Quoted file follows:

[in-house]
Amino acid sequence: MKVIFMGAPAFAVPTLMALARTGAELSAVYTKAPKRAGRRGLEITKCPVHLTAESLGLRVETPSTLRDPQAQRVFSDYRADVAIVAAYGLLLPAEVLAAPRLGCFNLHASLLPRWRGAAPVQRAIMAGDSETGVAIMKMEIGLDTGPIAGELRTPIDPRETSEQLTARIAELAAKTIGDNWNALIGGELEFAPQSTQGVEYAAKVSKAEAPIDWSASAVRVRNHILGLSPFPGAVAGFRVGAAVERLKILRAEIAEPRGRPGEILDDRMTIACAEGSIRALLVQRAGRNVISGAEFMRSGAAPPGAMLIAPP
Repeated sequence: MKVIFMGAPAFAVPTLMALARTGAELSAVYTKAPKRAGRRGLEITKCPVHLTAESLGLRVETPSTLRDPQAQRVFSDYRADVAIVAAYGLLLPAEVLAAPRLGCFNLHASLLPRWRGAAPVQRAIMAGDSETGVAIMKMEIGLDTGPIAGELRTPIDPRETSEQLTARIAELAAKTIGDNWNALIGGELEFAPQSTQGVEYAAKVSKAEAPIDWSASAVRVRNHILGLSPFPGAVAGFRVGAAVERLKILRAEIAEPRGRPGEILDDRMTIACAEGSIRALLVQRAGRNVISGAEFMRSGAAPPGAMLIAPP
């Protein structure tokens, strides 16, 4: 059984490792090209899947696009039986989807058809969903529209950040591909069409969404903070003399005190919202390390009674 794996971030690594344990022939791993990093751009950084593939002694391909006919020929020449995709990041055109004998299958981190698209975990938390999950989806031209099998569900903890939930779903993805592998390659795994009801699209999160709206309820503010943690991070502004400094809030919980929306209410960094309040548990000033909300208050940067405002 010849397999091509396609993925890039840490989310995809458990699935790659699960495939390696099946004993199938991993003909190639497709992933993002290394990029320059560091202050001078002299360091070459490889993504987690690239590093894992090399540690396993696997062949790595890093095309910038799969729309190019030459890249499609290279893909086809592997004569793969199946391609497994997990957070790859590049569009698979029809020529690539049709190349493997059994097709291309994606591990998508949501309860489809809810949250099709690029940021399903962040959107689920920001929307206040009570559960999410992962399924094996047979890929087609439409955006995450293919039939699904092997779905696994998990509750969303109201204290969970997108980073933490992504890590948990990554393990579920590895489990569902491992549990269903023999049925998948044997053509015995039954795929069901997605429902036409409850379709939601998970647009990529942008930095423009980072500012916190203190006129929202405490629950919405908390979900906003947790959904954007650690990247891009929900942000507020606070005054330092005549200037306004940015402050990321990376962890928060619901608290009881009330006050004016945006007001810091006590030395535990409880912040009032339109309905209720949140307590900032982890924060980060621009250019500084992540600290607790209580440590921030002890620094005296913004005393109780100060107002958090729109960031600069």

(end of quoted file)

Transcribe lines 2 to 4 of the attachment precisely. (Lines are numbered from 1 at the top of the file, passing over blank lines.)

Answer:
Amino acid sequence: MKVIFMGAPAFAVPTLMALARTGAELSAVYTKAPKRAGRRGLEITKCPVHLTAESLGLRVETPSTLRDPQAQRVFSDYRADVAIVAAYGLLLPAEVLAAPRLGCFNLHASLLPRWRGAAPVQRAIMAGDSETGVAIMKMEIGLDTGPIAGELRTPIDPRETSEQLTARIAELAAKTIGDNWNALIGGELEFAPQSTQGVEYAAKVSKAEAPIDWSASAVRVRNHILGLSPFPGAVAGFRVGAAVERLKILRAEIAEPRGRPGEILDDRMTIACAEGSIRALLVQRAGRNVISGAEFMRSGAAPPGAMLIAPP
Repeated sequence: MKVIFMGAPAFAVPTLMALARTGAELSAVYTKAPKRAGRRGLEITKCPVHLTAESLGLRVETPSTLRDPQAQRVFSDYRADVAIVAAYGLLLPAEVLAAPRLGCFNLHASLLPRWRGAAPVQRAIMAGDSETGVAIMKMEIGLDTGPIAGELRTPIDPRETSEQLTARIAELAAKTIGDNWNALIGGELEFAPQSTQGVEYAAKVSKAEAPIDWSASAVRVRNHILGLSPFPGAVAGFRVGAAVERLKILRAEIAEPRGRPGEILDDRMTIACAEGSIRALLVQRAGRNVISGAEFMRSGAAPPGAMLIAPP
């Protein structure tokens, strides 16, 4: 059984490792090209899947696009039986989807058809969903529209950040591909069409969404903070003399005190919202390390009674 794996971030690594344990022939791993990093751009950084593939002694391909006919020929020449995709990041055109004998299958981190698209975990938390999950989806031209099998569900903890939930779903993805592998390659795994009801699209999160709206309820503010943690991070502004400094809030919980929306209410960094309040548990000033909300208050940067405002 010849397999091509396609993925890039840490989310995809458990699935790659699960495939390696099946004993199938991993003909190639497709992933993002290394990029320059560091202050001078002299360091070459490889993504987690690239590093894992090399540690396993696997062949790595890093095309910038799969729309190019030459890249499609290279893909086809592997004569793969199946391609497994997990957070790859590049569009698979029809020529690539049709190349493997059994097709291309994606591990998508949501309860489809809810949250099709690029940021399903962040959107689920920001929307206040009570559960999410992962399924094996047979890929087609439409955006995450293919039939699904092997779905696994998990509750969303109201204290969970997108980073933490992504890590948990990554393990579920590895489990569902491992549990269903023999049925998948044997053509015995039954795929069901997605429902036409409850379709939601998970647009990529942008930095423009980072500012916190203190006129929202405490629950919405908390979900906003947790959904954007650690990247891009929900942000507020606070005054330092005549200037306004940015402050990321990376962890928060619901608290009881009330006050004016945006007001810091006590030395535990409880912040009032339109309905209720949140307590900032982890924060980060621009250019500084992540600290607790209580440590921030002890620094005296913004005393109780100060107002958090729109960031600069």